Monday, August 6, 2012
Mondays with Hoyt, Episode 12
This is a unique piece of my Hoyt Wilhelm collection, in more ways than one.
It's probably the only Hoyt card I own that I know absolutely nothing about, aside from the obvious fact that it was issued by the Hills company.
However, one thing I can tell you is that it's one of the best presents I've ever received, as it was one of the birthday gifts I received from my dad this year.
I'd never seen it before my 20th birthday, and I don't know if I would've ever crossed paths with it again had it not been for my dad's keen eye.
I didn't even know that Wilhelm became a pitching coach after his playing days came to an end.
Which brings me to the major "unique" factor of this card. It's the only minor league card of Hoyt Wilhelm in my collection.
Personally, I'd say that minor league issues are the biggest "hit-or-miss" commodities in the hobby. There's a few minor league cards that I'm currently chasing for my own collection, yet there's others that I already own that I kind of wish I didn't have in the first place. (Royal Rookies, anyone?)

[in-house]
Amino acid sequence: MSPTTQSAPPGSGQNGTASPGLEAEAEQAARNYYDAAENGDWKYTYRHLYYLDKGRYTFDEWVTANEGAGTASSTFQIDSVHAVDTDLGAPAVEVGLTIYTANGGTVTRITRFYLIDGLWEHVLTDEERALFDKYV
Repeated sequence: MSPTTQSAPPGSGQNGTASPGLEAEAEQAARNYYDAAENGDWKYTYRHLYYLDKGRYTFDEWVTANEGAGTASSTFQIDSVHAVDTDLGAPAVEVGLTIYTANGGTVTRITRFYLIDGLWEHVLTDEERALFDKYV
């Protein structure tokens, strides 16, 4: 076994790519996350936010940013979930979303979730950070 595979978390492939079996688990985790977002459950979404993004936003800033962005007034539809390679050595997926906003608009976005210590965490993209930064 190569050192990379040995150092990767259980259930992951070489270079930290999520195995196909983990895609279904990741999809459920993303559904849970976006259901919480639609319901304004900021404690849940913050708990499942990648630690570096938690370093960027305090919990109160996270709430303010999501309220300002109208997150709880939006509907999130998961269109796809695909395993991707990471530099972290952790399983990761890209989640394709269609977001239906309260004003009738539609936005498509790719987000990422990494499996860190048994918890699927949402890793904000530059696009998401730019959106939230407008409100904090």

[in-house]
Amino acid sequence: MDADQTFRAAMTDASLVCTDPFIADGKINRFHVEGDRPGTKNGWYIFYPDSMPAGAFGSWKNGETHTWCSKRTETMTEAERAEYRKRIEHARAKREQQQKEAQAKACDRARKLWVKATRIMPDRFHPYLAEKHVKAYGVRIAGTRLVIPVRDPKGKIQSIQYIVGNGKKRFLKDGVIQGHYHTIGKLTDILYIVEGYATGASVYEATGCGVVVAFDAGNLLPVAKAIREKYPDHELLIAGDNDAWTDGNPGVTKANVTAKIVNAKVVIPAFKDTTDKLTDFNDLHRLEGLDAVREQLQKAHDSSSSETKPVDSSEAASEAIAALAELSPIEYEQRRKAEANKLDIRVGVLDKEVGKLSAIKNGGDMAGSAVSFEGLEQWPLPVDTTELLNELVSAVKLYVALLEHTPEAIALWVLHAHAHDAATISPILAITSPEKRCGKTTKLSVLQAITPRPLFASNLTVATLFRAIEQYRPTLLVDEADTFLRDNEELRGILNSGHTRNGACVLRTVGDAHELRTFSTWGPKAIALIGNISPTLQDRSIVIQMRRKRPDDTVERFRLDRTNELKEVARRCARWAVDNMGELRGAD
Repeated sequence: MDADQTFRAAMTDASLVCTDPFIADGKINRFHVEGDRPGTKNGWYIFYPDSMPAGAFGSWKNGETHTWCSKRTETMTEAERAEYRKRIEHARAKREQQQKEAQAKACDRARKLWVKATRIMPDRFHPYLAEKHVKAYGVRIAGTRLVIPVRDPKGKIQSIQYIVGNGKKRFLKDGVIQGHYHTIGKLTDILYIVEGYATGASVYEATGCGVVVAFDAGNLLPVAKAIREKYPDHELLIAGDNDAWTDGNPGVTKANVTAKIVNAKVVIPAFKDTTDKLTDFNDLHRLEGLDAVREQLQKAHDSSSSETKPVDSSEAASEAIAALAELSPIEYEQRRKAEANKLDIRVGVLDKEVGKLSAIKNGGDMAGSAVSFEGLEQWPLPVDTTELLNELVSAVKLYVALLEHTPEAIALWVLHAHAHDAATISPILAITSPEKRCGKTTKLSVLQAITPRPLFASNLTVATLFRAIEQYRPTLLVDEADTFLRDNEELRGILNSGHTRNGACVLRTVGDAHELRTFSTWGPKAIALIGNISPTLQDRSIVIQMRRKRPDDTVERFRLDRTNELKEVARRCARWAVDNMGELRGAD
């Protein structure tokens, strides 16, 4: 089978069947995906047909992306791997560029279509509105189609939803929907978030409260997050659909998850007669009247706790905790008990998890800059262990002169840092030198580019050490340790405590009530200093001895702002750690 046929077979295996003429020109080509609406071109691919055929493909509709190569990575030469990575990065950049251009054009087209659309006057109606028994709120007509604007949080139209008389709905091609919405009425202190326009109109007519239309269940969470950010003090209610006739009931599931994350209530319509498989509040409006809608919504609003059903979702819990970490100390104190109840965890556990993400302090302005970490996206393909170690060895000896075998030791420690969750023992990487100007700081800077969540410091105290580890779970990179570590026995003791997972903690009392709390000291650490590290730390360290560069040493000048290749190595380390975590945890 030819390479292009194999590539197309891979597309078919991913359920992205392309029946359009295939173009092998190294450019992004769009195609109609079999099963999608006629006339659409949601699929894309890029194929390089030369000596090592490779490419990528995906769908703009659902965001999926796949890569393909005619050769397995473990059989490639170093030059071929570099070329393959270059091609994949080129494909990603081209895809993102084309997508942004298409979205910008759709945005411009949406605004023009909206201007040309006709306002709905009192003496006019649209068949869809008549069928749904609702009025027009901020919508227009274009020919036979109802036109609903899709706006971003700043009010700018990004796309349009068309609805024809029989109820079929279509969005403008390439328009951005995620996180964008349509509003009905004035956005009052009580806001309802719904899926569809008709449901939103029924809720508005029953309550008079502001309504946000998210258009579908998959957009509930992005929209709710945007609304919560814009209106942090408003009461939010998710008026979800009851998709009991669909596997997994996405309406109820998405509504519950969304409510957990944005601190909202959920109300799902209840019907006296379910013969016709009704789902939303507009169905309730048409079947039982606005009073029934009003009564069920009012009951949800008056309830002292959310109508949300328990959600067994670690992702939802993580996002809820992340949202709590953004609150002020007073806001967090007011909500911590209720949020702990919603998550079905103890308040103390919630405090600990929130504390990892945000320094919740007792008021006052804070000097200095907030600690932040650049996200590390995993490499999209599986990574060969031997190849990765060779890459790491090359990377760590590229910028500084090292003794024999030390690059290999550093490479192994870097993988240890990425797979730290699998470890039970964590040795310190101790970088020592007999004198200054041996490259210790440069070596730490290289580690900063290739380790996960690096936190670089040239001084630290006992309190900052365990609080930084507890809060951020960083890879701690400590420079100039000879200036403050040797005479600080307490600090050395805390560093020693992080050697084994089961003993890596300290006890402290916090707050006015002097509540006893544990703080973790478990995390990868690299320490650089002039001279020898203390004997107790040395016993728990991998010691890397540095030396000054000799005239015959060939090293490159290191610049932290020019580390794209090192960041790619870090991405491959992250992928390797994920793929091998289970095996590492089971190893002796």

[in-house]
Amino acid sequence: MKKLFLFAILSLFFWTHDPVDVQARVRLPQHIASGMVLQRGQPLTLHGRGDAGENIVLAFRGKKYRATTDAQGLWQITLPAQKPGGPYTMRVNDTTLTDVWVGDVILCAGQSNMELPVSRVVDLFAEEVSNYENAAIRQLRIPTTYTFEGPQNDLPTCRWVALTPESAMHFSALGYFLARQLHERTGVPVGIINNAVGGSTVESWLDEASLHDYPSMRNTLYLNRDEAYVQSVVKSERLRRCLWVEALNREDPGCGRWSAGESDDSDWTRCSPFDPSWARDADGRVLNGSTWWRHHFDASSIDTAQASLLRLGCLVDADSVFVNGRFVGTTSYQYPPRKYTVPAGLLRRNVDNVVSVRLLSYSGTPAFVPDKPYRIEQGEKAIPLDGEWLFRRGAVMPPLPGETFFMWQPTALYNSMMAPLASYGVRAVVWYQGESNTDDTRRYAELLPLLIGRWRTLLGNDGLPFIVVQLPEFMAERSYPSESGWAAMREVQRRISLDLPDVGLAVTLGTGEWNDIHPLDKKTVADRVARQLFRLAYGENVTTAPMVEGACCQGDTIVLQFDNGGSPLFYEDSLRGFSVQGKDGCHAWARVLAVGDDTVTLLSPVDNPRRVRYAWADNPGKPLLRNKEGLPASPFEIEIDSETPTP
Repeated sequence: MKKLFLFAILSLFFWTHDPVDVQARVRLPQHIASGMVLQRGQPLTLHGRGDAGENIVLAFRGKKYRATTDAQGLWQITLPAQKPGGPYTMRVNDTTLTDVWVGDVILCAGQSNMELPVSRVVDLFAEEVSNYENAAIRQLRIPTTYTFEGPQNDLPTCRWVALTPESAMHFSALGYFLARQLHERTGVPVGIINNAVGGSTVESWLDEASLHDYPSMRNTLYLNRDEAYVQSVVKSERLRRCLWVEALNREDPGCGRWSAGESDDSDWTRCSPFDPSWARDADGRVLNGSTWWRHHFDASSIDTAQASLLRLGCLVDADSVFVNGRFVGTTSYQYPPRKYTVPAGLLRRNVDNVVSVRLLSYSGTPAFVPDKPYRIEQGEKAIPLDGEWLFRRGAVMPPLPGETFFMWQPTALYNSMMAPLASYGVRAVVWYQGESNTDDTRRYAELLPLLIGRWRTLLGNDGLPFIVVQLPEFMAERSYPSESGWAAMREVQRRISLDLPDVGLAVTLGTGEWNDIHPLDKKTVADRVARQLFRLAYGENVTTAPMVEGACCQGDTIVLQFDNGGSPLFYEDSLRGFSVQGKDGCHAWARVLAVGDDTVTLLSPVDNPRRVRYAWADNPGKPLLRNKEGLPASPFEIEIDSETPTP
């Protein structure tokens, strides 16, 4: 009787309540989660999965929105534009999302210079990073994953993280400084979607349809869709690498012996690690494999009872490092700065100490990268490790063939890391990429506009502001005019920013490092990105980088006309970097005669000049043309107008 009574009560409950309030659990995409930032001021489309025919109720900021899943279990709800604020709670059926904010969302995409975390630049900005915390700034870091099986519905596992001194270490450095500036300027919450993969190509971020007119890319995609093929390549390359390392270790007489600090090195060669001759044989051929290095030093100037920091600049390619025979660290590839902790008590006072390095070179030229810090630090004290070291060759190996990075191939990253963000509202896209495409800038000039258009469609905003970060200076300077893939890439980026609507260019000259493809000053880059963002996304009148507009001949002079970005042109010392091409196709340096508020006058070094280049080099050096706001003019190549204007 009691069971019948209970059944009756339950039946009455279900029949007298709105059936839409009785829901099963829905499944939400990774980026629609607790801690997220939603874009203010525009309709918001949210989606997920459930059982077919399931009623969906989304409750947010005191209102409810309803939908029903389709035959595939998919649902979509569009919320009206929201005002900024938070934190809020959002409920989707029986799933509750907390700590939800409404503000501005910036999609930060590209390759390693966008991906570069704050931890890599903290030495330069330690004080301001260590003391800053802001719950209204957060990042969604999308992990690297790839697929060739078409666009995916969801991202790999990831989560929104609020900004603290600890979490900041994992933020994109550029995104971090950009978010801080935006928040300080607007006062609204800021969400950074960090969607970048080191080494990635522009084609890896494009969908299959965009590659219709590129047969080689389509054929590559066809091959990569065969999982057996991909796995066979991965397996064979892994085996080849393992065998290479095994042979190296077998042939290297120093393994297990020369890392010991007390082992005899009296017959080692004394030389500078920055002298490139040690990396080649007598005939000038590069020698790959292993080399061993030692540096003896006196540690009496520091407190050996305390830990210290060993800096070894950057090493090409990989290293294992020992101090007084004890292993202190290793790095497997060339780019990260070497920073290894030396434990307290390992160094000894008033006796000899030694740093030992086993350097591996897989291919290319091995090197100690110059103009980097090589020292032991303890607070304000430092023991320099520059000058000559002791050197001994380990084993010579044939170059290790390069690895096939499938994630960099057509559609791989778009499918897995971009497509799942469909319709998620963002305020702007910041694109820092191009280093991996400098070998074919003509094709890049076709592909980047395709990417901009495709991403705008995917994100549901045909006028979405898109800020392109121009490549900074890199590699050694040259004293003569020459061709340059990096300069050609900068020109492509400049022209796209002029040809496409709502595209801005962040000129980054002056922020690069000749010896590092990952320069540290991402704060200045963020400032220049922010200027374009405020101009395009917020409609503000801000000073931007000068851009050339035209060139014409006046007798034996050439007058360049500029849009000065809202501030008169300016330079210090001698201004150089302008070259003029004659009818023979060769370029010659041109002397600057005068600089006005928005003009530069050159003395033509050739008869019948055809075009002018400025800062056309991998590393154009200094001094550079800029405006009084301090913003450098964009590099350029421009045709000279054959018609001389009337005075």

While the photo of Hoyt might not be the greatest on record, I am absolutely ecstatic that this card has found its way into my hands. I've always felt that guys who stick around and coach or manage in the minors are usually the ones that have true passion for the game of baseball.
It's safe to say that Hoyt Wilhelm belongs in that category, especially considering he retired from the game weeks before his 50th birthday. Here, he's pictured during his tenure as the pitching coach for the Triple-A Nashville Sounds.
Perhaps my favorite thing about this card are the dozens of advertisements in the background. I've often wondered how minor league clubs make any money, since attendance figures in most parks are absurdly low.
It's got to be the ads.
If there's one thing I'm a fan of in this hobby, it's the "uniqueness" factor. This card definitely has it, more so than almost any other one I own.
It's a true diamond in the rough.